Cognitive and Experienced Flexibility in Patients With Anorexia Nervosa and Obsessive Compulsive Disorder

Lot Catharina Sternheim*, Boris van Passel, Alexandra Dingemans, Danielle Cath, Unna Nora Danner

*Corresponding author for this work

    Research output: Contribution to journalArticleAcademicpeer-review

    10 Citations (Scopus)
    37 Downloads (Pure)


    ObjectiveAnorexia nervosa (AN) and obsessive-compulsive disorder (OCD) share a neuropsychological profile characterized by cognitive inflexibility as evident in set-shifting problems, and by strong detail focus. Clinically, both patient groups display a strong rigidity which may be explained by these neurocognitive difficulties. Cognitive inflexibility may hinder treatment uptake and help explain suboptimal treatment outcomes in both AN and OCD. This is the first study to compare clinical AN and OCD groups andto examine similarities and differences in cognitive flexibility. Specifically, this study aims to investigate neuropsychological outcomes and self-reported difficulties in both clinical groups and a control group, and explore associations between the different flexibility outcomes and illness. MethodTwo hundred participants (61 AN, 72 OCD and 67 HC) performed neuropsychological tasks on set-shifting abilities (Trail Making Task, Stroop color-word interference, Intradimensional-Extradimensional shift task), detail focus (Group Embedded Figures Test) and self-reported set-shifting abilities and attention to detail (DFlex). ResultsSimilarities between patient groups were found in terms of reduced set-shifting ability on the Trail Making Task and detail focus. Moreover, both patient groups self-reported more set-shifting problems but a less strong detail focus than HC, which in turn were not related to neuropsychological task outcomes in either of the groups. In both patient groups longer illness duration was associated to longer reaction times in the switching tasks and for both groups symptom severity was associated to higher experienced inflexibility and attention to detail. ConclusionCognitive inflexibility processes are largely similar in patients with AN and OCD. Both patient groups report inflexibility, yet this is unrelated to neuropsychological outcomes. Illness duration seems to contribute to poorer set-shifting and higher illness severity is linked to more experienced inflexibility. Findings highlight the need for entangling different domains of cognitive flexibility and detail focus and examining self-report measures for a cohesive understanding of clinically relevant flexibility weaknesses in AN and OCD.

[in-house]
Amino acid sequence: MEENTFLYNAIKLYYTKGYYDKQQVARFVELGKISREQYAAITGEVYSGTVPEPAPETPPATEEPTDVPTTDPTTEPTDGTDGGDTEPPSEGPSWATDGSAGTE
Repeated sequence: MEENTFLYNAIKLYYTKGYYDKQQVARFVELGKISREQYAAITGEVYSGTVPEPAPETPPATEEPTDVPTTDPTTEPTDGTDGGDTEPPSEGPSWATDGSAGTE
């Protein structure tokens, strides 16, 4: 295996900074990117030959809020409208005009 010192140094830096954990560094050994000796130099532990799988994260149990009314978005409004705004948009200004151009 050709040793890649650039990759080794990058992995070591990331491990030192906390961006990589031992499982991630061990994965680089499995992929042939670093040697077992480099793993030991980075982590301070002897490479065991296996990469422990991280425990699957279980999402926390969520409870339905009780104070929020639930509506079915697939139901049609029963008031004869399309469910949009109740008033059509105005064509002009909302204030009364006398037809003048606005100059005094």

Original languageEnglish
    Article number868921
    Number of pages9
    JournalFrontiers in Psychiatry
    Publication statusPublished - 9-May-2022


    • OCD
    • AN
    • set-shifting
    • detail focus
    • cognitive flexibility
    • SAMPLE


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